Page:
Wheeling Hall of Fame: Bill Cox - Music and Fine Arts
Billy Cox is synonymous with almost any reference to Jimi Hendrix and rock ‘n’ roll history. They truly can be described as legendary. From their Army days together, Billy would have an extended friendship with Hendrix. The kindred spirits had a musical chemistry that was nurtured throughout the years, as both performed regularly as sidemen for the most prominent blues and R&B acts of the day.
The bond between the two men would write a new chapter in music history, highlighted by their appearance at the music festival called The Woodstock Music & Art Fair or, simply, Woodstock. During the August 1969 event, held on a dairy farm in New York, 32 acts performed outdoors before an audience of 400,000 young people. It is widely regarded as a pivotal moment in popular music history. Rolling Stone magazine listed it as one of the “50 Moments That Changed the History of Rock and Roll.” And this Wheeling native was on that stage. In fact, he and Hendrix closed out the festival.
Billy Cox’s father was a Baptist minister and teacher of mathematics, and his mother was a classical pianist. He was born in Wheeling on October 18, 1941. His official biography says he was blessed with the best of both worlds. One world revolved around the strong intellectual discipline of his father, and the other world revolved around the loving tenderness and sensitivity of his mother. He attended Wheeling’s Lincoln School and says he has many good memories of his hometown.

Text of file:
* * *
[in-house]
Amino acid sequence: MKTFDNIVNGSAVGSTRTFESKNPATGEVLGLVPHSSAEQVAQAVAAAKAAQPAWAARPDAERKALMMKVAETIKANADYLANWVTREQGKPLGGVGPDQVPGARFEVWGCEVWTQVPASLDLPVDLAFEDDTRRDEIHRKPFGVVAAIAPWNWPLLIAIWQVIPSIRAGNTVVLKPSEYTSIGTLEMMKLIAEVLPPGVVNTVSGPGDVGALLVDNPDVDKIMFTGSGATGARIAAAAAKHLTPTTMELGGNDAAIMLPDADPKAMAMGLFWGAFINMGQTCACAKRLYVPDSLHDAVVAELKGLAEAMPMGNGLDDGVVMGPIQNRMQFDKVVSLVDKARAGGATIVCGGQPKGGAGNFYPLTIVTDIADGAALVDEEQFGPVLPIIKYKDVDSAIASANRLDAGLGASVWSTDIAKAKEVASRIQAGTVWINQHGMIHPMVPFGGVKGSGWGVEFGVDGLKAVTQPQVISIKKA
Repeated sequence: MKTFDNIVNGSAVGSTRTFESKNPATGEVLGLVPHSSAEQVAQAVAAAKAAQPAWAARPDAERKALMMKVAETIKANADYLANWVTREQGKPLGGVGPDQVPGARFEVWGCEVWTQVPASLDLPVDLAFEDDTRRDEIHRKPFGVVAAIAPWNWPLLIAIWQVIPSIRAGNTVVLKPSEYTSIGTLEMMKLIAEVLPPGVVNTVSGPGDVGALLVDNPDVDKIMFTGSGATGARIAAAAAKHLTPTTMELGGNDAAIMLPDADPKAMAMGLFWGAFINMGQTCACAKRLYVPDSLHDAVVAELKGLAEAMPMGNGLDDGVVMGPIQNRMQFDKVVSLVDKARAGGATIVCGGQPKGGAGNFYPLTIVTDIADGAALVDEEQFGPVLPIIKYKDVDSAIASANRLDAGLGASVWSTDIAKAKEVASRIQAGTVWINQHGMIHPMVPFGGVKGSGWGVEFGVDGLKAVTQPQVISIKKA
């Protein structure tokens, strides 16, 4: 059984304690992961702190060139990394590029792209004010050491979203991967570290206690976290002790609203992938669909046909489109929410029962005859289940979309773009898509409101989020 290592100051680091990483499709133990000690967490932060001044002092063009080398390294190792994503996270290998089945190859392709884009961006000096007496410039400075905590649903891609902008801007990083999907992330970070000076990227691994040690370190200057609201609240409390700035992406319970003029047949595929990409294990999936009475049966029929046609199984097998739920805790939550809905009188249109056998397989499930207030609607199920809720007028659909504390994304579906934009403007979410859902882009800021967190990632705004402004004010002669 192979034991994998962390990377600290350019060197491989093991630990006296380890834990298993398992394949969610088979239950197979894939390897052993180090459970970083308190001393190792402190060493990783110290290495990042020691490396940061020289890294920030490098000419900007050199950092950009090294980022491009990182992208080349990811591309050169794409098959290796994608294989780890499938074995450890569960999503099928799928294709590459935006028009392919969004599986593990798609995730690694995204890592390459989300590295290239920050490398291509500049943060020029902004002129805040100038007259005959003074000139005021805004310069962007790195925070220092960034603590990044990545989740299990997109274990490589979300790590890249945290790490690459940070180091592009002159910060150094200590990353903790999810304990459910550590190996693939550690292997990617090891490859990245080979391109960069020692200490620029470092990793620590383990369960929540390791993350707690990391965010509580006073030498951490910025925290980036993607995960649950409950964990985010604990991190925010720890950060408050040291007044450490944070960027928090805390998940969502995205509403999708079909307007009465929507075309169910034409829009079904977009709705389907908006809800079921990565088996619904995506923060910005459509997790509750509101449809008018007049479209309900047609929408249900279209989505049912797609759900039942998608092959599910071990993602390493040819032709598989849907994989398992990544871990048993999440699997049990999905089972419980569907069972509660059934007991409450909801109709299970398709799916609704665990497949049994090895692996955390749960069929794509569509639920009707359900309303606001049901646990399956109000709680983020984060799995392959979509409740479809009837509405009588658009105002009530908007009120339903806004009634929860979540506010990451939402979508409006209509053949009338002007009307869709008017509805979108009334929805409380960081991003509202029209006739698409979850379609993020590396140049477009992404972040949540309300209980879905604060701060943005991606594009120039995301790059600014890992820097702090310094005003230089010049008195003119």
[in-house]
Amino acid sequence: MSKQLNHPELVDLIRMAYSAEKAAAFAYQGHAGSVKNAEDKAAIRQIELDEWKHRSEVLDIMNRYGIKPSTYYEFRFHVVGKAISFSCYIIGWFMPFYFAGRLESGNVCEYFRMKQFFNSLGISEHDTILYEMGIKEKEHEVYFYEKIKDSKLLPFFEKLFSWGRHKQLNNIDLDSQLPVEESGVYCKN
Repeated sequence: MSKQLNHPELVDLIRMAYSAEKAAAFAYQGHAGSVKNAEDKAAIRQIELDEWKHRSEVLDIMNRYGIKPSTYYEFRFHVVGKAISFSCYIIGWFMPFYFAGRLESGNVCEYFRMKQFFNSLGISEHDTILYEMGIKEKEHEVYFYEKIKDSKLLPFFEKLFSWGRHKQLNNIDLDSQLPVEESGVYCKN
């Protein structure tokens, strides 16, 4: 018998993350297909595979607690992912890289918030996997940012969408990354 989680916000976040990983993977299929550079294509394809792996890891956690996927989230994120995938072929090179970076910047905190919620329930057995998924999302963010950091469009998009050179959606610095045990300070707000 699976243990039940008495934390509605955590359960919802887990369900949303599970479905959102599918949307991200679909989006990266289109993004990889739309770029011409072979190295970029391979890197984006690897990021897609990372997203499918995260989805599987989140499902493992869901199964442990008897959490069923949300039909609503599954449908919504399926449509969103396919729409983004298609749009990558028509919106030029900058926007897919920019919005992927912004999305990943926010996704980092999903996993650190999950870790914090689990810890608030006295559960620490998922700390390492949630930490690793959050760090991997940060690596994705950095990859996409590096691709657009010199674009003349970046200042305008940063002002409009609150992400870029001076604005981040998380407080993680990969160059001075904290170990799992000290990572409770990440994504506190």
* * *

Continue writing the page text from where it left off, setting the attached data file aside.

Growing up in Wheeling, Cox enjoyed musical influences that included classical, gospel, and country via the WWVA Jamboree. During his early teen years, Billy’s family moved to Pittsburgh. After high school, he enlisted in the U.S. Army’s 101st Airborne Division. It was there that Billy met and became friends with Jimi Hendrix. After both were discharged, Billy and Jimi played at local night spots in cities and towns in the South and Midwest. The two finally settled in Nashville and formed The King Kasuals Band.
Between 1962-68, Billy’s bass playing was in high demand, and he played behind some of the greatest musicians of the time, including Sam Cooke, Charlie Daniels, Rufus Thomas, Lou Rawls, Etta James, Jackie Wilson, and Little Richard, in house bands, touring bands, or during recording sessions. During this period, Billy also played bass on half of all the black gospel music recorded in Nashville. He also played in sessions with country or folk musicians.
Cox played bass on the pioneering R&B television shows, Nashville’s “Night Train” and then “The!!!! Beat” from Dallas. In 1969, Hendrix called his old friend Cox, who joined him in New York as his studio bassist. Their first job was at Woodstock. After the break-up of the Jimi Hendrix Experience, Cox became a member of Hendrix’s experimental group, tentatively titled Gypsy Sun and Rainbows. Hendrix then formed another group with Cox and Buddy Miles, the Band of Gypsys. The Band of Gypsys was a power trio that fused blues and hard rock. Rolling Stone magazine in its 20th anniversary issue in 1987 cited the Band of Gypsys concert as one of the 10 greatest concerts of all time.
As of November 12, 2008, Cox was the only surviving member of both The Jimi Hendrix Experience and the Band of Gypsys. He currently plays with the Experience Hendrix, a touring Hendrix tribute band featuring top guitarists and former Hendrix collaborators. Billy’s solo album, “Last Gypsy Standing,” was released in 2009. He was inducted into the Musicians Hall of Fame in Nashville the same year.
Today, Billy Cox owns a video production company in Nashville. He has produced numerous blues and a myriad of gospel shows. He co-authored the books “Jimi Hendrix Sessions” and “Ultimate Hendrix.” In 2011, Billy was inducted into the West Virginia Music Hall of Fame. That same year, Billy released his latest album, “Old School Blue Blues.”
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